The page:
The Center’s broader impacts are derived from contributions to scientific innovation through the development of new methodologies and from the creation of functional molecular and nanoscale structures.
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Hear our trainees explain their research in their own words.
Developing leaders is a key theme of the CSQC mission. Students have opportunities to shadow senior researchers and participate in more formal education on leadership and innovation. In 2020, CSQC designed a new short course for junior researchers in partnership with the Duke Fuqua School of Business. Professor Jonathon Cummings led this short course on “Building Effective Teams for Science and Innovation.” In 2021, Professor Daisy Lovelace designed a short course for the CSQC on “Effective Communication to Encourage Innovation.” CSQC will offer similar courses annually in partnership with its institutions’ business schools.
CSQC has entered into a partnership with COACh to extend its evidence-based approach to career success to graduate students and postdocs. In 2020, Professor Geri Richmond of U. Oregon conducted the COACh workshop on “Mentoring for Career Success” for CSQC researchers. In 2021, she led the COACh workshop on “The Art of Effective Negotiation.” COACh will offer annual workshops on other topics such as career launch and acceleration.
Because of the importance of communication skills in leaders, especially in talking with non-experts, CSQC tapped Dr. Jory Weintraub of the Center for Advancing Research Impact in Society and the Duke Initiative for Science & Society to offer a two-part webinar in 2020 on “Science Communication and Outreach in the Time of Covid-19.” CSQC will provide resources including further training to its junior researchers interested in the design, implementation, and evaluation of outreach activities in informal science communication.”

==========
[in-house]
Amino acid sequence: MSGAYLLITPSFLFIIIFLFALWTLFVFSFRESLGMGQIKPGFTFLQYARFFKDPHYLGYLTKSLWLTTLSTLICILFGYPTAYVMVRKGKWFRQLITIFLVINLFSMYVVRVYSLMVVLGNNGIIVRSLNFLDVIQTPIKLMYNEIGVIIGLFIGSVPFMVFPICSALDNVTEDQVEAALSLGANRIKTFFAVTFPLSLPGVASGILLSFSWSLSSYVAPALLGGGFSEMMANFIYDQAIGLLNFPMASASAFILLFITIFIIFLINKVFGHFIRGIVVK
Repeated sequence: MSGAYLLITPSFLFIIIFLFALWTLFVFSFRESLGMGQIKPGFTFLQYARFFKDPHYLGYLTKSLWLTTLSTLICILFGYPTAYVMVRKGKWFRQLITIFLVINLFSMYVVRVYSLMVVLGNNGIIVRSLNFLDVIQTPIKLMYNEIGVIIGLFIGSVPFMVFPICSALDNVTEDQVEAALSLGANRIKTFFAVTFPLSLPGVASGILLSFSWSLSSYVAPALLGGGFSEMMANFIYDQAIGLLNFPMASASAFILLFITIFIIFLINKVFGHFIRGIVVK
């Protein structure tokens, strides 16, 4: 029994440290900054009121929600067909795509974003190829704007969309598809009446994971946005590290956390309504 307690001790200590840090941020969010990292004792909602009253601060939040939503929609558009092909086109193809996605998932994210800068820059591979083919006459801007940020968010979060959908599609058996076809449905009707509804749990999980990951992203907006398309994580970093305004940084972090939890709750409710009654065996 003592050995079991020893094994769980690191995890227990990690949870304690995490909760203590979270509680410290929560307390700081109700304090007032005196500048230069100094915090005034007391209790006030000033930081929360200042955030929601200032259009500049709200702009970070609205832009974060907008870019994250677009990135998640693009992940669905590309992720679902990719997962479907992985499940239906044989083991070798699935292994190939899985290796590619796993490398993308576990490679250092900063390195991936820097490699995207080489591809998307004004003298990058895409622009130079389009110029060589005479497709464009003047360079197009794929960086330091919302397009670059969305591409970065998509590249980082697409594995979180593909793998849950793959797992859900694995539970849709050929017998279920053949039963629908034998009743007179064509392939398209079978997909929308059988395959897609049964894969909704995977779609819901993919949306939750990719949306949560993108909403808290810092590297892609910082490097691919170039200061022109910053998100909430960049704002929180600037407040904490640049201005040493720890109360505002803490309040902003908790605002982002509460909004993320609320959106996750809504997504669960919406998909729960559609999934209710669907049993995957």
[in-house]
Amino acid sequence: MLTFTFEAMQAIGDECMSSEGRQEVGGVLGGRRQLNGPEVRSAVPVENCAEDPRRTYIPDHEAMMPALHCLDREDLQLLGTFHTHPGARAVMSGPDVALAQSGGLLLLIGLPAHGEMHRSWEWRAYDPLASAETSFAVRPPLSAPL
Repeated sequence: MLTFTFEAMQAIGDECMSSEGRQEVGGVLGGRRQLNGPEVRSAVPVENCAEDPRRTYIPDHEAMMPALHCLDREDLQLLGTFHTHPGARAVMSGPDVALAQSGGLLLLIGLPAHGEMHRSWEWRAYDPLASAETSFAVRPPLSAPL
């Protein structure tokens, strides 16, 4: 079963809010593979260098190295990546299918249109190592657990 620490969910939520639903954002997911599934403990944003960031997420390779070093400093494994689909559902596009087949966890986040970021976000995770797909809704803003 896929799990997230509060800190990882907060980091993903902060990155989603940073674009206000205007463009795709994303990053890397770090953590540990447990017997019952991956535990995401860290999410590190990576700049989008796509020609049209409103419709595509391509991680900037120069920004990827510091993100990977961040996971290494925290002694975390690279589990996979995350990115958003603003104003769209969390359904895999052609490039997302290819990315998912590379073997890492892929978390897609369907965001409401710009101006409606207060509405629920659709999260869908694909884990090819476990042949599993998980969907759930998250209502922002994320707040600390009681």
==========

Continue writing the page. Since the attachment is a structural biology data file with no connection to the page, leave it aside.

High-performing team environment
The Center is committed to an inclusive and respectful environment, and utilizes a team-based approach to research that welcomes a diversity of ideas. Students have access to mentors at different institutions, and are able to initiate and lead activities in several research thrusts. Peer-to-peer teaching and a student advisory board represent a few of the opportunities for junior researchers to engage with others in the Center.
Students receive regular training and coaching in leadership, innovation, informal science communication, and professional development. They may also initiate and lead teams in outreach activities of their own design. Not only does this directly benefit the Center, but young researchers will enter the marketplace with a competitive advantage, as employers highly value traits beyond technical ability.